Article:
First published in November 15, 2008 Armenian Reporter.
by Emil Sanamyan
U.S.-led coalition members pull troops out of Iraq
Multi-National Force-Iraq insignia.The 7-pointed star represents Iraq's largest communities- Sunnis, Shias, Kurds, Turkomans, Assyrians, Yazidis, and Armenians. Source U.S. Dept. of Defense.
With the twilight of the George W. Bush administration and with President-elect Barack Obama having pledged a gradual withdrawal of U.S. forces from Iraq within 16 months of taking office, most of the remaining members of the so-called Coalition of the Willing are no longer willing to stay in Iraq.
Since 2003 the coalition had included troops from the three former Soviet republics in the Caucasus, as well as Kazakhstan, Moldova, Ukraine, and the three Baltic states - Estonia, Latvia and Lithuania, which are now members of NATO. Most of these troops have already withdrawn, with 37 Estonians and 20 Moldovans due out by the end of the year.
Azerbaijan became the latest former Soviet republic to announce a pullout, with its president issuing instructions to that effect shortly after the U.S. election. Initially at 150, the Azerbaijani unit currently numbers 88 personnel that have served as security guards at a hydroelectric plant.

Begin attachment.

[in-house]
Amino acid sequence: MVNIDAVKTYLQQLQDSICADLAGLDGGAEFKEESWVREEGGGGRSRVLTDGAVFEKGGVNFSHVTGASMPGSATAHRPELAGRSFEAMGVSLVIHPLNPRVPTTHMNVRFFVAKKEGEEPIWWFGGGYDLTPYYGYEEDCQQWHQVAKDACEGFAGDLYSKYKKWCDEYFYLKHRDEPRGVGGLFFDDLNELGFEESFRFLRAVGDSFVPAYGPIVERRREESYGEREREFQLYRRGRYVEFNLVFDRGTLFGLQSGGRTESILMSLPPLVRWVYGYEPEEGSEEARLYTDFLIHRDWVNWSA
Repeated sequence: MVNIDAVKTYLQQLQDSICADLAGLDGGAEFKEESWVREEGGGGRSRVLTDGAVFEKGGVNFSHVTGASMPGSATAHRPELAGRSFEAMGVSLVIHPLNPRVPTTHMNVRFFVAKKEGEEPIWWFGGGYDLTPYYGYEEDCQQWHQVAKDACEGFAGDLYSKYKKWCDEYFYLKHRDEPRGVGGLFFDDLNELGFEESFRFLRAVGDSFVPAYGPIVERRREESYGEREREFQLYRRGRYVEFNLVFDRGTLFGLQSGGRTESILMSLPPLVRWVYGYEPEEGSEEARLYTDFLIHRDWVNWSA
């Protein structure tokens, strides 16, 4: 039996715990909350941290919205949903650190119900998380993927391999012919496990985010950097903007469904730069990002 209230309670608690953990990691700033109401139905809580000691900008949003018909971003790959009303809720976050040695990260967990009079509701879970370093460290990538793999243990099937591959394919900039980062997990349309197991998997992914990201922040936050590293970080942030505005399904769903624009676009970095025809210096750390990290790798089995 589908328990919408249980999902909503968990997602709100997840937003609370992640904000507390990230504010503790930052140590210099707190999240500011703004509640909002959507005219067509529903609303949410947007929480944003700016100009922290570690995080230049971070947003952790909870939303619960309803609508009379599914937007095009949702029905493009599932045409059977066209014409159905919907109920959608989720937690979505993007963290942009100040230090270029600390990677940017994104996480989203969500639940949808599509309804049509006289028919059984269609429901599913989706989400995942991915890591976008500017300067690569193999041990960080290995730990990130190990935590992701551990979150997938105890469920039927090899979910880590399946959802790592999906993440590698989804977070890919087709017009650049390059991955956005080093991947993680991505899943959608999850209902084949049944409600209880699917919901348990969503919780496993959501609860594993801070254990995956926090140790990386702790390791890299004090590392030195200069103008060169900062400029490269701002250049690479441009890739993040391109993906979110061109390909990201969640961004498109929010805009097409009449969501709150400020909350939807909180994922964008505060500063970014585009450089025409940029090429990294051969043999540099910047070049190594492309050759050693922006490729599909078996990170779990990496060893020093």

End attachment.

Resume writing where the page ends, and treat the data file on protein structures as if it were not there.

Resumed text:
Although Azerbaijani forces were not reported to have taken part in operations outside the dam perimeter, they did suffer at least one soldier killed last June in apparent fratricide.
Armenia pulled its 46-person unit from near the town of Kut, on the Iraqi-Iranian border, last month. The pullout was timed to the withdrawal of the Polish forces, under whose command Armenians served.
(Poland participated in the 2003 invasion of Iraq and in five years Polish forces lost 21 soldiers, with 70 others wounded, according to U.S. military records cited by AFP.)
The Armenian unit was involved in demining, medical rescue, and logistics operations, suffering one officer seriously wounded in combat. That officer, Sr. Lt. Georgi Nalbandian, has since recovered and returned to active duty with the Armenian armed forces.
Georgia, which earlier this year increased its presence in Iraq to nearly 2,000 soldiers, pulled most of them out during the war with Russia in August with the remainder returning home since then.
Georgians had served in Baghdad and northern Iraq and were due to take over the Polish-led division before their deployment was cut short. Through June 2008, five Georgian soldiers died (three from hostile action, one in an accident, and one in an apparent suicide) and 18 others were wounded.
Ukraine, which in 2003 deployed more than 1,600 of its soldiers in Iraq, pulled out in 2005 after losing 18 soldiers in various incidents. Several dozen Ukrainian officers remain in Iraq as part of NATO advisory mission to the Iraqi government.
And finally Kazakhstan, another former Soviet republic, also withdrew its 29-person unit of deminers and medics last month.
Kazakhstan, like Armenia, is a member of the Collective Security Treaty Organization led by Russia, which openly opposed the U.S. invasion of Iraq.
But subsequently, Russia dropped objections to U.S. military presence in Iraq. Foreign Minister Sergei Lavrov said this week that Russia would support a renewed United Nations mandate for the American military presence in Iraq.